One day in September, Onzlee Ware stopped showing up for work.
The Roanoke City Circuit Court judge has not appeared on the bench since shortly after a woman alleged in court records that he gave her legal help in exchange for sex, according to numerous people who work at the courthouse.
Yet Ware continues to receive a regular state salary — $8,480.83 every two weeks, payroll records show.
So why is Ware gone? No public official will explain his absence.
The court system’s public relations office says it doesn’t know. Neither do members of the General Assembly, who appoint judges. And Virginia’s Judicial Inquiry and Review Commission, which has the power to discipline judges, isn’t talking.
The case of Ware’s disappearance illustrates the prevailing secrecy and lack of public accountability in situations where Virginia judges are accused of wrongdoing.
For several months now, all cases in Roanoke City Circuit Court’s have been handled by its two other judges, David Carson and Christopher Clemens, according to Commonwealth’s Attorney Don Caldwell. By email, Carson said he was “unable to make any comment on this particular subject,” and Clemens said he was “unable to speak about this pursuant to our Judicial Code of Ethics.”
Megan Rhyne, the executive director of the Virginia Coalition for Open Government, says it can make sense to keep certain deliberations under wraps since claims could be baseless or frivolous. Yet it’s hard for the public to make a determination if there’s no record of the complaints.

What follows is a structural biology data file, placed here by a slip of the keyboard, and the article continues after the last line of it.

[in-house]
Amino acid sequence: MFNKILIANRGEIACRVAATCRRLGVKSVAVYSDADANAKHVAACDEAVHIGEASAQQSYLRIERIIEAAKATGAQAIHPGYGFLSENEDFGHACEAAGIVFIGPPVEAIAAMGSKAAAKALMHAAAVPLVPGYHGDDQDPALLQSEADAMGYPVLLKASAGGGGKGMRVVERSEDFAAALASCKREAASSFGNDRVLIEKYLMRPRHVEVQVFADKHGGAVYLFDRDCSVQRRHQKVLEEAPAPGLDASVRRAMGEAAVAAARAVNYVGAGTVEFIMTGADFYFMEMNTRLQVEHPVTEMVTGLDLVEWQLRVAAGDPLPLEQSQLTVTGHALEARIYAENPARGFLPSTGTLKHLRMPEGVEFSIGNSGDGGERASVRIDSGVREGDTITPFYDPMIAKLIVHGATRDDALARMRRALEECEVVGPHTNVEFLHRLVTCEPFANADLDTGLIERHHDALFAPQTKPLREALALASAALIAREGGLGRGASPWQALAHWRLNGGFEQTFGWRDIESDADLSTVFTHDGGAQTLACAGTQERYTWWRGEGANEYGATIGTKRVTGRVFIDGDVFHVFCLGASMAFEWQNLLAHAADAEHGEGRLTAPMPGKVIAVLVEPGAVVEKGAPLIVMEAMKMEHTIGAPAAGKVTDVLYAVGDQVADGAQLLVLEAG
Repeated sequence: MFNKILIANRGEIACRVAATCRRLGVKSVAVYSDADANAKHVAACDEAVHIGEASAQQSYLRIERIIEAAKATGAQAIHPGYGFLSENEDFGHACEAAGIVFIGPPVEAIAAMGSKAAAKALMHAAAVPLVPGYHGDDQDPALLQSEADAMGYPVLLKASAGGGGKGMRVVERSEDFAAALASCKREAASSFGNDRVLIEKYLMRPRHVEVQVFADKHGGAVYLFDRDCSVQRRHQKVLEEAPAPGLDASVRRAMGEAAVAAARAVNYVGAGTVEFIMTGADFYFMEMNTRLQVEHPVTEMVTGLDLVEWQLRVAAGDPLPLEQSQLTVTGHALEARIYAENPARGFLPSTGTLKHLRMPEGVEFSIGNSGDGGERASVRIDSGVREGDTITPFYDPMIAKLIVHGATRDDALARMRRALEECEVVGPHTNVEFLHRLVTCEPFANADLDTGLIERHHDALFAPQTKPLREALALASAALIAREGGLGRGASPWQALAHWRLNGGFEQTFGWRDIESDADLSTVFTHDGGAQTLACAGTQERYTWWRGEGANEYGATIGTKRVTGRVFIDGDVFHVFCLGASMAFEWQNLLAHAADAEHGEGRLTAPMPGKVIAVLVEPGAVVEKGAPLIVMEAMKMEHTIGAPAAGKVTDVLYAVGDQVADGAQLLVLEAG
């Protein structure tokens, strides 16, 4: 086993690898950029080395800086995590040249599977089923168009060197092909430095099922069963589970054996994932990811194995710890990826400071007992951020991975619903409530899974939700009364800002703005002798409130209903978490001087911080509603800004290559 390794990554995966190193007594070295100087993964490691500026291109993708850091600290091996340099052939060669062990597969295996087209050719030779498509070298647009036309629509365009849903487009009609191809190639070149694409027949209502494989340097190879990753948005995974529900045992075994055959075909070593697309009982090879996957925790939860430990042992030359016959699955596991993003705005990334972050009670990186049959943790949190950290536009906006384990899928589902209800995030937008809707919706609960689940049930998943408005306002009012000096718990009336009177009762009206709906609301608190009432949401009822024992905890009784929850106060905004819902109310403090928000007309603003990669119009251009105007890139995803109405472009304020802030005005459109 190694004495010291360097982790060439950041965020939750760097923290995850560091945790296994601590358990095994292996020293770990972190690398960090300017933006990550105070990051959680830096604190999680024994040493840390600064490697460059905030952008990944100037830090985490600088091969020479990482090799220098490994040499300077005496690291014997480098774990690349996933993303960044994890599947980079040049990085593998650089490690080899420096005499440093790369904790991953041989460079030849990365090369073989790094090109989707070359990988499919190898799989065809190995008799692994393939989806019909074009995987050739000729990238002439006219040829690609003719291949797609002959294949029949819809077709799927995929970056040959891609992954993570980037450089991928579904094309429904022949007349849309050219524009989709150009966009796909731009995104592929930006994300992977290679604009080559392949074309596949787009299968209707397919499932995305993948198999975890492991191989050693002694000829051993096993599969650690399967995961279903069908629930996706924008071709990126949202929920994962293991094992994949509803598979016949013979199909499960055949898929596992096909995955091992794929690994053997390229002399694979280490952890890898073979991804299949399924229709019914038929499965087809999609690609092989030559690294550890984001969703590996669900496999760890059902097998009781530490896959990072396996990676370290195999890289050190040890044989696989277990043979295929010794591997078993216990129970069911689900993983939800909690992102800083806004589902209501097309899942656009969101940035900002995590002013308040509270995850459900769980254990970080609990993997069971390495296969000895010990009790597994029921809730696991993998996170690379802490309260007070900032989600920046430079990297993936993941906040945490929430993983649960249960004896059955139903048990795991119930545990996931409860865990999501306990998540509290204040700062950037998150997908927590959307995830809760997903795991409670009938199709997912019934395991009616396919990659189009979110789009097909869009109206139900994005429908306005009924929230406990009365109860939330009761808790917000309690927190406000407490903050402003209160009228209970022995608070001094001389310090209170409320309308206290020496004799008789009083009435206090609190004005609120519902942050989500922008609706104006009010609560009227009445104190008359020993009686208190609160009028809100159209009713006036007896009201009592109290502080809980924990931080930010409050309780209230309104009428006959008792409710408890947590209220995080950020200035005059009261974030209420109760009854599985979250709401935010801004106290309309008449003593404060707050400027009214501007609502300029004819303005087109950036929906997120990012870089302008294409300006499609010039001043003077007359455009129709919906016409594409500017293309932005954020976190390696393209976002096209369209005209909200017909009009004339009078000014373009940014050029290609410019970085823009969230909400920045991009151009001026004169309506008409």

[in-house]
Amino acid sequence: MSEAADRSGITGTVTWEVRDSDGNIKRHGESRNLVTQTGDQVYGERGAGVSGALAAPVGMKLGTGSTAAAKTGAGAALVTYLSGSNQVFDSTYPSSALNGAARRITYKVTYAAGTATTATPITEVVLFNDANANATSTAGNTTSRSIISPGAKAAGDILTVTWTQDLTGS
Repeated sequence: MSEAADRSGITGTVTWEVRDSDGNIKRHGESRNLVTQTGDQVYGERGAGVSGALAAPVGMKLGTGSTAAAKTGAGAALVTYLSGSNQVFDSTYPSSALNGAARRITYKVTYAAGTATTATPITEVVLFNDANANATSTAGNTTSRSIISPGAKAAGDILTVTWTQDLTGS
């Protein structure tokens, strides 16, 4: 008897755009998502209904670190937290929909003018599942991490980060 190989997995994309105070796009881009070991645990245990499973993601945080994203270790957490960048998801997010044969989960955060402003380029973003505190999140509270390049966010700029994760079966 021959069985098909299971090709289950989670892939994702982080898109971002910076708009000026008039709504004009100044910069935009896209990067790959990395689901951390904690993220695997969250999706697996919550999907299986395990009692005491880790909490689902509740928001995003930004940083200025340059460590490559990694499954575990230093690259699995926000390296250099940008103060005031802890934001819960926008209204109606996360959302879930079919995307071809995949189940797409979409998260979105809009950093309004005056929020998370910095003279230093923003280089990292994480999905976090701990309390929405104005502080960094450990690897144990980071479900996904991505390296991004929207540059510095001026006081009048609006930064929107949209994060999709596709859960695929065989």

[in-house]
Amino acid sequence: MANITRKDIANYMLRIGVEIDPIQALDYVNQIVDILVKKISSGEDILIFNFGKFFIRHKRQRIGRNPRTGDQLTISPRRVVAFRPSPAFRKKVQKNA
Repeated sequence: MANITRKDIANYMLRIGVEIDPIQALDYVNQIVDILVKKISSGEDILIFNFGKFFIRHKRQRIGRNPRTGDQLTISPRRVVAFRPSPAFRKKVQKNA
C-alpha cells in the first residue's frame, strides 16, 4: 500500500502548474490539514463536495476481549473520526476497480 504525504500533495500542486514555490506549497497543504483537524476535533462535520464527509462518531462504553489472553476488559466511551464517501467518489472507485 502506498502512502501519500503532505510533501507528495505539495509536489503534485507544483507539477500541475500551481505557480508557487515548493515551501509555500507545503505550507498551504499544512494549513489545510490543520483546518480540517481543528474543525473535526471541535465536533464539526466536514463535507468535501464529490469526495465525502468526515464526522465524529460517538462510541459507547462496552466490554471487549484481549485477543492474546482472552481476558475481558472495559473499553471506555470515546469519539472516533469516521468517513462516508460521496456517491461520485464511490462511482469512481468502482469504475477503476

“Judges wield enormous power over us, and we as the public don’t have the ability to vote them out like we do our elected officials, when they no longer represent our interests,” Rhyne said in an email. “The public has a profound interest in holding judges accountable.”
A woman who answered the door at Ware’s home in Roanoke on Saturday said he was unavailable. She held a letter that The Rambler left there the day before, and said Ware would reach out if he wanted to.
'I was desperate'
Grace Church first met Onzlee Ware at a charity event about five years ago, court records say.
Church, who moved to Roanoke in the 1990s from Kenya, was in despair: Her son, Timothy Church, had been charged with murder in the 2018 killing of the manager of the Starlite Motel on Melrose Avenue.
Ware told Church to call him, and when they met by chance later at another community event, Ware asked why he hadn’t heard from her, according to Church’s allegations in court records, which The Roanoke Times first reported in September.
Thus began what Church described as a quid-pro-quo relationship that lasted from the summer of 2019 until the spring of 2020.
“Judge Ware offered and promised to help me with my son’s case in exchange for sexual relationship/sexual favors for him,” Church wrote in a signed declaration included in her son’s conviction appeal filed on Aug. 31. “I would have never dated or had sexual relations with Judge Ware except for this promise to help my son, I was desperate, I am an immigrant, I have no husband, and Timothy is my only child.”
Ware had been a judge at the Roanoke City Juvenile and Domestic Relations District Court since 2014; in March 2020, the General Assembly appointed him a circuit court judge. Ware had previously served in the House of Delegates as a Democrat since 2004.
Timothy Church’s trial was set to go before Clemens in September 2019. Ware advised Church to push for a trial by judge rather than jury, maintaining he was good friends with Clemens, according to court records.
That month, Clemens convicted Timothy Church of first-degree murder in the beating death of the motel owner, Ishvarlal Patel. Church reportedly used Patel’s baseball bat against him after Patel refused to loan him $20.